Not so with the internet. It took me two years to put my real name on the blog. I still don’t have a Facebook account because I’m uncomfortable having people randomly find me (I know what you’re thinking—but you have a blog!) and I do as much as I can to avoid signing up for anything that requires personal information. It’s something I continually struggle with—transformation is tricky. It’s like my relationship with the Little Mermaid.

I have a real problem with The Little Mermaid. The Disney version tells the story of a 16 year old who falls in love with a man she’s only seen once and proceeds to defy her father, give up her legs and voice to a sea witch, and then find a way to make the prince fall in love with her. Being Disney, she is able to persevere and win his love after which her father gives her legs and she and Prince Eric sail off into the sunset happy and married. Her age is my biggest qualm because as the mother of a headstrong daughter I shudder at how easily King Triton gave into Ariel’s hissy-fit. It’s the same reason I really dislike Romeo and Juliet (two teens throwing the ultimate hissy and make good on the threat “If I don’t get my way, I’ll just die!”). Despite writing YA I’m against hyperbole.

But the original story has her trading her tail for legs, which makes her the most graceful person on land but she must experience the pain of walking on dozens of knife points with every step. What did I learn? Real transformation is painful—a constant battle. Even after all that pain the tragic Little Mermaid opted to let her true love be happy with another instead of taking his life to regain her tail. I’ve never been a fan of martyrdom, but it makes a point.

Now, I’m almost ashamed to say, I finally read the original work by Hans Christian Andersen. (Imagine someone with a blog about fairy tales not having read a fairy tale!) In the real story she does lose the prince (and a chance at an immortal soul), but because of her selfless act she’s asked to join the “daughters of the air” who after three hundred years of good service earn an immortal soul. Being air she can bring breezes and “carry the scent of flowers through the air, bringing freshness and healing balm wherever we go.”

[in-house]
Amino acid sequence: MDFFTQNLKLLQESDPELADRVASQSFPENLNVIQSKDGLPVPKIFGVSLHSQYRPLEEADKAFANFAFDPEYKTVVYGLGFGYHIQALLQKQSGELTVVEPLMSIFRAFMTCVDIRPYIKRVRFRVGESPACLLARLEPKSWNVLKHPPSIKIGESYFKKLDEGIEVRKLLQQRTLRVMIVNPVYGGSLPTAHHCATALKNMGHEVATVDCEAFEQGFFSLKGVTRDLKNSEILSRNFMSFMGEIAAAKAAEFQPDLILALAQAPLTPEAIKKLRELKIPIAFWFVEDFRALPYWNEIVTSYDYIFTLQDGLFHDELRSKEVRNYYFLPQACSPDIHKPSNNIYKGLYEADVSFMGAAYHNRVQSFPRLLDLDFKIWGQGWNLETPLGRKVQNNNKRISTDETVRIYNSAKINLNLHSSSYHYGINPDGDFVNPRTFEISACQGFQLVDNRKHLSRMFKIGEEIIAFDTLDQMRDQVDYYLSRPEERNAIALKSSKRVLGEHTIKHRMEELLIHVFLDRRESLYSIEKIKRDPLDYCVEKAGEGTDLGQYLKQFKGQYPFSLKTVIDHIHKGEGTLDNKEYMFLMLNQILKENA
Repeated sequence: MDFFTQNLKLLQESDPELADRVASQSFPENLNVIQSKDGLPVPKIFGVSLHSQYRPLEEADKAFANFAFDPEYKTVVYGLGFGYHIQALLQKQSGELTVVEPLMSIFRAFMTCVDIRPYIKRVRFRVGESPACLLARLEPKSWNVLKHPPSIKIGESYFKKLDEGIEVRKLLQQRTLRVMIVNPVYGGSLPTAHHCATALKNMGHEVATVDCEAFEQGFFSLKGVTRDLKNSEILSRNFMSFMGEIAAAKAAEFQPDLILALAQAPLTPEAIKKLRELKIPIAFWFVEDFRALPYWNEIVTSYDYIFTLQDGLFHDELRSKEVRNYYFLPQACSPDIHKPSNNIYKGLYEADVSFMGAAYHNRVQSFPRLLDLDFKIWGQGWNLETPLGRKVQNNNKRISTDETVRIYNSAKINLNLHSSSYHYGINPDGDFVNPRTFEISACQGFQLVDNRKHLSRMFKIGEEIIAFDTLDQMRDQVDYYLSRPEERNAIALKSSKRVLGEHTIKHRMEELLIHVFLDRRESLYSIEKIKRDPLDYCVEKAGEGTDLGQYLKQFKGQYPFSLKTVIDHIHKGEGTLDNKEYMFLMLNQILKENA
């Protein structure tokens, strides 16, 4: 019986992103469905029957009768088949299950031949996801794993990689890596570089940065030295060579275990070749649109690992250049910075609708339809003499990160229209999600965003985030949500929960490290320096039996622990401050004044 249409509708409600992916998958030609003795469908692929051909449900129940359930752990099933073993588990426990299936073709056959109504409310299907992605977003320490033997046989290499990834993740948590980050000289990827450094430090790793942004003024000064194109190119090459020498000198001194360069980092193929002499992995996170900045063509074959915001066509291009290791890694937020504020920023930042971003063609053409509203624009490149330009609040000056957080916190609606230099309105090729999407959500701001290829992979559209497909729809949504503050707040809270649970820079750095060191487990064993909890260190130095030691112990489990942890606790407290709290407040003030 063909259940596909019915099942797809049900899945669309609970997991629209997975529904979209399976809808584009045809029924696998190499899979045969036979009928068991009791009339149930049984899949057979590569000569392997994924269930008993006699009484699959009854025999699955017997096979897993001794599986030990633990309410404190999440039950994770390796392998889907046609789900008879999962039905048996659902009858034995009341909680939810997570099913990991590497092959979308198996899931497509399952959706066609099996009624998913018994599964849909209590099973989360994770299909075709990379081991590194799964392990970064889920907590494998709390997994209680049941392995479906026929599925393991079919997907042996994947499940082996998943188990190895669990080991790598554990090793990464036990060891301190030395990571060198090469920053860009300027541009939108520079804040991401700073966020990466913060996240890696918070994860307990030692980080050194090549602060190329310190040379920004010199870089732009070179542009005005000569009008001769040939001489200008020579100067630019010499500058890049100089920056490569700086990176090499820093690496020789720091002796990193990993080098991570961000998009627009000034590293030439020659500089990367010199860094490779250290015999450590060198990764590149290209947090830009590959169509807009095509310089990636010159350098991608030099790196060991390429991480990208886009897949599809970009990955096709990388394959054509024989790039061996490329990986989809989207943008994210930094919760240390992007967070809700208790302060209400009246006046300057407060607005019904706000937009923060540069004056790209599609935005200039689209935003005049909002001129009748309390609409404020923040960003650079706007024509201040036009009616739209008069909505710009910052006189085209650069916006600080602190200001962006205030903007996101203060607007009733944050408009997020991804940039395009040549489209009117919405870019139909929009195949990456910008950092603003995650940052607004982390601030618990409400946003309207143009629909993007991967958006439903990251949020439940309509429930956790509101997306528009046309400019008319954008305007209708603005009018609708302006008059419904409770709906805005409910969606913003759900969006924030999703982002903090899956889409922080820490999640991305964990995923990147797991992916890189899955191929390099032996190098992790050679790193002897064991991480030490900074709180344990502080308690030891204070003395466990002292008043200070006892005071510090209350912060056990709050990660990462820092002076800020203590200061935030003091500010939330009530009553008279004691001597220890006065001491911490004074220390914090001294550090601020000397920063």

What all versions have in common is sacrifice. To get what you want, you may have to give something up. For me it’s anonymity. That’s probably why I started this blog by rewriting fairy tales…it gave me a place to hide.

After two years of blogging, I think I’m finally ready for my land legs even with the risk of stabbing knives (Does that count as hyperbole?). I still have issues with The Little Mermaid, but I understand what it’s like to know where you want to be and pursuing it.

Welcome to the new Fairytale Feminista blog, answering life’s questions one fairy tale at a time. See my new About Me page!

Losing it

I’ve been thinking about loss and fairy tales lately. It’s the prologue to most stories, shaping the hero’s or heroine’s current misfortune. Be they motherless, fatherless, or orphans loss is the beginning of a story in fairy tales. Disney has made this fact into a cliché. It’s been joked that Frozen didn’t become a true Disney movie until (spoiler alert) the parents are lost at sea. I almost think it’s pointless to warn you of the spoiler because as I mentioned before, it’s Disney’s hallmark.